The Teide Challenge is not for the fainthearted. It’s a physical feat perfect for anyone with a love of mountaineering, incredible views as well as physical and mental challenges.  Some volunteers that come over to us at the AWF already fund raise to take part in the Teide challenge, as part of their planned stay. Others however choose to take on the challenge when they arrive, and we do ask you to try and fund-raise for this in the week/weeks leading up to it.

Mount Teide is the third highest volcanic structure on earth, and most voluminous in the world. After Mauna Loa and Mauna Kea in Hawaii. It is the highest peak on the Canary Islands and in the whole of Spain. So, to climb this monumental volcano is quite the achievement.

You will be supplied transport for the climb, as well as given preparation time to get supplies and rest up.The climb takes place overnight, to protect you from the sun, and you then get to watch the sunrise from the highest point on the island. According to the people here that have completed the challenge its apparently the most incredible sunrise you could ever see! Once you have reached the summit, you are then presented with two options. Either you can walk back down to base camp, or the choose the more popular Cable Car back down to the bottom, open daily from 9am.

Here is what some of our volunteers had to say about the experience on completing the challenge;

‘It definitely is a challenge! The climb starts easy but gets harder and harder-like levelling up on a game! Not only do you have to be determined and have a positive attitude but you must push yourself physically and mentally! However, you feel a sense of real achievement and the view is just stunning! “My batteries exhausted, just like me” I said as I reached the summit’.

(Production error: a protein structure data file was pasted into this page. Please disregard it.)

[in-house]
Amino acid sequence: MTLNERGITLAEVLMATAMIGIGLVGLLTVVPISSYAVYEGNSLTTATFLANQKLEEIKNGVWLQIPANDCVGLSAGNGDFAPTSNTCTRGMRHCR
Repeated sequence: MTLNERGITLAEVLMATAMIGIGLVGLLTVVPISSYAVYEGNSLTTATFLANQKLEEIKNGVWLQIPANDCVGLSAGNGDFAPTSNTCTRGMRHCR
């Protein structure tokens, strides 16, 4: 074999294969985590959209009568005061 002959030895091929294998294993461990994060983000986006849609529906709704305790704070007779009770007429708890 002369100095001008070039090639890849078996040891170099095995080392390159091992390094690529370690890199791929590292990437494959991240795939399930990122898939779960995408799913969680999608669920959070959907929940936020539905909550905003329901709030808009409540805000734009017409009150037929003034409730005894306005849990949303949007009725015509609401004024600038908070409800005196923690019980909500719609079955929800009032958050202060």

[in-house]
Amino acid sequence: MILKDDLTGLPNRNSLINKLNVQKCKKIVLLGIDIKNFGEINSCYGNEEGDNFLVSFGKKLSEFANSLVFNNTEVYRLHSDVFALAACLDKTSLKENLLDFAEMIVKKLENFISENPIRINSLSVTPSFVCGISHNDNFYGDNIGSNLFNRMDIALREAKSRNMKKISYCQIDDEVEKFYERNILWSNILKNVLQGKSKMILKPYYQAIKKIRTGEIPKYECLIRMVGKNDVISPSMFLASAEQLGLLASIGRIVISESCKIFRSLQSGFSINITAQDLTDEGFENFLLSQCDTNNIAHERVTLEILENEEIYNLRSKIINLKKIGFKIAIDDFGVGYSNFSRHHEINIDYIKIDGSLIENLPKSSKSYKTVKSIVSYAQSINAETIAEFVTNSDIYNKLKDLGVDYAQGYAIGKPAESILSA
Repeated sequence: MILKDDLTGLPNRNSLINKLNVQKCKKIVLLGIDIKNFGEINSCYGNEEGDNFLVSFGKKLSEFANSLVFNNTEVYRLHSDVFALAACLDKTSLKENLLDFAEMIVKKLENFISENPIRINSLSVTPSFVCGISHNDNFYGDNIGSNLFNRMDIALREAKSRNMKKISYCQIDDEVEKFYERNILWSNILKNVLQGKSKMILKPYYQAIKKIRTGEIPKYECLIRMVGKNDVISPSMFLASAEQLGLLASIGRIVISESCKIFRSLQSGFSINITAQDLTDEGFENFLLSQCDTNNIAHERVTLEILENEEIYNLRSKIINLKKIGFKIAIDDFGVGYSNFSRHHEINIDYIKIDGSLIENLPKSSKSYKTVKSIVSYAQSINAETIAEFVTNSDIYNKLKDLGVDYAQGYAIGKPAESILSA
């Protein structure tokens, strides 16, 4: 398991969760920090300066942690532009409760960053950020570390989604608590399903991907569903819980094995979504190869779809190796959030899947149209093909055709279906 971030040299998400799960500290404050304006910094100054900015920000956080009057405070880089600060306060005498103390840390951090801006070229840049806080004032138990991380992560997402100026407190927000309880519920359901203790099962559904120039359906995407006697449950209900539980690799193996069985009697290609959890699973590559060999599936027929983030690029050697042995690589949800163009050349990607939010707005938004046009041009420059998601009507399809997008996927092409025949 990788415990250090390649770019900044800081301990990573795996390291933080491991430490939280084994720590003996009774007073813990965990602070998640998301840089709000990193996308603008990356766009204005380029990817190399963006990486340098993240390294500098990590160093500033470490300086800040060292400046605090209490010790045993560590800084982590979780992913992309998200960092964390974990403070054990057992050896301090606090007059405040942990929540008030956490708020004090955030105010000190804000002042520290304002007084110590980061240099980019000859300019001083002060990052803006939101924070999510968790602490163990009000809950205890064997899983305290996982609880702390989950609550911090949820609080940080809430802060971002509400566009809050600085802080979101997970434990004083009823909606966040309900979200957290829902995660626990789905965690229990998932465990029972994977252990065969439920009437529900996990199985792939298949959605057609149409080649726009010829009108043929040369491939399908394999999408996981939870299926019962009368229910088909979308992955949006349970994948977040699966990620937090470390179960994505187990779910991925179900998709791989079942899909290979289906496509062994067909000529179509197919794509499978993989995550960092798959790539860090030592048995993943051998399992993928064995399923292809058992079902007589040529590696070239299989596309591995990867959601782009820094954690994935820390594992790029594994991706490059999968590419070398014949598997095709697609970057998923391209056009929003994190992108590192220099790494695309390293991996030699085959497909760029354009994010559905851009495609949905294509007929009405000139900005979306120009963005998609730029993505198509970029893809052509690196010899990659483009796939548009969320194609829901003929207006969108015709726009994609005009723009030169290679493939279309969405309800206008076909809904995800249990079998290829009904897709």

‘Climbing Teide was one of the hardest and most rewarding things I have ever done. I was sceptical of climbing it at first but I am so glad that I did! The walk itself is not too hard, however it really shows you how good your mental health is. I climbed it with some amazing people who gave me a lot of support to push through. I would recommend the experience to anyone’.

There are many local legends and history surrounding Mount Teide. The Guanche people, who are the aboriginal people of the Canary Islands. They believe that Guayota, the devil himself and the king of evil inhabited Teide. It was told that he kidnapped the god Magec, the God of light and sun, and he took him down inside the heart of Teide.

The Guanche people asked their supreme god Achamán for mercy, and the story goes that he defeated Guayota and rescued Magec from the heart of Teide, and plugged up the crater. It is thought that the white crown at the summit of Teide is the plug that Achamán put in place.

This challenge is open to all our volunteers and coordinators here at the AWF, and it is incredibly popular. We hope to give as many people possible the experience of climbing the third highest volcano in the world, and if it’s something you’re interested in doing as well as volunteering here with us, please get in touch!

Thank you for reading 😊

 

-Jess, AWF Coordinator

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